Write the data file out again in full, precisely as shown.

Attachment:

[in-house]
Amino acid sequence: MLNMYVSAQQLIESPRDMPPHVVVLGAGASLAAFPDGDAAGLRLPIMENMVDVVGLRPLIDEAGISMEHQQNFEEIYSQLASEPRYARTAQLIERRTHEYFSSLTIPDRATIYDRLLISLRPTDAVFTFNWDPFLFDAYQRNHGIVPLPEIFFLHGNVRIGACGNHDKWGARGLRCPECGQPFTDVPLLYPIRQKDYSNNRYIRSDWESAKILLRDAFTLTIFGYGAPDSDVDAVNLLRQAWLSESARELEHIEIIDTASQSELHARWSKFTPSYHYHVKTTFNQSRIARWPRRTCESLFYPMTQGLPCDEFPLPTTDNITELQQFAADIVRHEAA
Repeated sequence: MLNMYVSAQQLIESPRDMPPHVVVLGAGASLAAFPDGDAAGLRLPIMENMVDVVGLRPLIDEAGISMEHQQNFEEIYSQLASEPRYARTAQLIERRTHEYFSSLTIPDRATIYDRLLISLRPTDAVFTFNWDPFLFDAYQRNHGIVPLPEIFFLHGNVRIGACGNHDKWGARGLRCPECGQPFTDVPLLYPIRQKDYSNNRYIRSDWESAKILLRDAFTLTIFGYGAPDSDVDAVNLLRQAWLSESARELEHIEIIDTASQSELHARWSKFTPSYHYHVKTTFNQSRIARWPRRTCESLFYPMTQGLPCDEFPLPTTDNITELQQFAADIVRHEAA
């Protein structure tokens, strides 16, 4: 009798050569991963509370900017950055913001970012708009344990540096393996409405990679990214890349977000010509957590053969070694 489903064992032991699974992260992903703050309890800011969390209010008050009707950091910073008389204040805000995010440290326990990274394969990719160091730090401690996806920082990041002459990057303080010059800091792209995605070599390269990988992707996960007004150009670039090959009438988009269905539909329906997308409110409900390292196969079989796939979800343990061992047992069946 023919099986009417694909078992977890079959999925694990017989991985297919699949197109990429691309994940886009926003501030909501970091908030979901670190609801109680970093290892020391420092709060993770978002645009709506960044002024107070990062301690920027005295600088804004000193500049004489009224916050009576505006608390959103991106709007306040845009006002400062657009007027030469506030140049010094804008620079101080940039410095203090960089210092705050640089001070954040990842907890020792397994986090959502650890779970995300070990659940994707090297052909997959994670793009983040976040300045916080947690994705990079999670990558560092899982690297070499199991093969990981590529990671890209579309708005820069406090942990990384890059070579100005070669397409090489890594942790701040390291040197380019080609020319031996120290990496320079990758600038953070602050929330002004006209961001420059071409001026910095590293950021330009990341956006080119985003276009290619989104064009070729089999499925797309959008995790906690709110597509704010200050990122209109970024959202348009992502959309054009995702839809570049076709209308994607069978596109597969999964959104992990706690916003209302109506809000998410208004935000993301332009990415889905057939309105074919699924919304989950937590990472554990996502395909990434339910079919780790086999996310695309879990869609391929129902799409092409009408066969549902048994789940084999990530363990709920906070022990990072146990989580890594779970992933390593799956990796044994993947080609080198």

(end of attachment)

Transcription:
[in-house]
Amino acid sequence: MLNMYVSAQQLIESPRDMPPHVVVLGAGASLAAFPDGDAAGLRLPIMENMVDVVGLRPLIDEAGISMEHQQNFEEIYSQLASEPRYARTAQLIERRTHEYFSSLTIPDRATIYDRLLISLRPTDAVFTFNWDPFLFDAYQRNHGIVPLPEIFFLHGNVRIGACGNHDKWGARGLRCPECGQPFTDVPLLYPIRQKDYSNNRYIRSDWESAKILLRDAFTLTIFGYGAPDSDVDAVNLLRQAWLSESARELEHIEIIDTASQSELHARWSKFTPSYHYHVKTTFNQSRIARWPRRTCESLFYPMTQGLPCDEFPLPTTDNITELQQFAADIVRHEAA
Repeated sequence: MLNMYVSAQQLIESPRDMPPHVVVLGAGASLAAFPDGDAAGLRLPIMENMVDVVGLRPLIDEAGISMEHQQNFEEIYSQLASEPRYARTAQLIERRTHEYFSSLTIPDRATIYDRLLISLRPTDAVFTFNWDPFLFDAYQRNHGIVPLPEIFFLHGNVRIGACGNHDKWGARGLRCPECGQPFTDVPLLYPIRQKDYSNNRYIRSDWESAKILLRDAFTLTIFGYGAPDSDVDAVNLLRQAWLSESARELEHIEIIDTASQSELHARWSKFTPSYHYHVKTTFNQSRIARWPRRTCESLFYPMTQGLPCDEFPLPTTDNITELQQFAADIVRHEAA
């Protein structure tokens, strides 16, 4: 009798050569991963509370900017950055913001970012708009344990540096393996409405990679990214890349977000010509957590053969070694 489903064992032991699974992260992903703050309890800011969390209010008050009707950091910073008389204040805000995010440290326990990274394969990719160091730090401690996806920082990041002459990057303080010059800091792209995605070599390269990988992707996960007004150009670039090959009438988009269905539909329906997308409110409900390292196969079989796939979800343990061992047992069946 023919099986009417694909078992977890079959999925694990017989991985297919699949197109990429691309994940886009926003501030909501970091908030979901670190609801109680970093290892020391420092709060993770978002645009709506960044002024107070990062301690920027005295600088804004000193500049004489009224916050009576505006608390959103991106709007306040845009006002400062657009007027030469506030140049010094804008620079101080940039410095203090960089210092705050640089001070954040990842907890020792397994986090959502650890779970995300070990659940994707090297052909997959994670793009983040976040300045916080947690994705990079999670990558560092899982690297070499199991093969990981590529990671890209579309708005820069406090942990990384890059070579100005070669397409090489890594942790701040390291040197380019080609020319031996120290990496320079990758600038953070602050929330002004006209961001420059071409001026910095590293950021330009990341956006080119985003276009290619989104064009070729089999499925797309959008995790906690709110597509704010200050990122209109970024959202348009992502959309054009995702839809570049076709209308994607069978596109597969999964959104992990706690916003209302109506809000998410208004935000993301332009990415889905057939309105074919699924919304989950937590990472554990996502395909990434339910079919780790086999996310695309879990869609391929129902799409092409009408066969549902048994789940084999990530363990709920906070022990990072146990989580890594779970992933390593799956990796044994993947080609080198």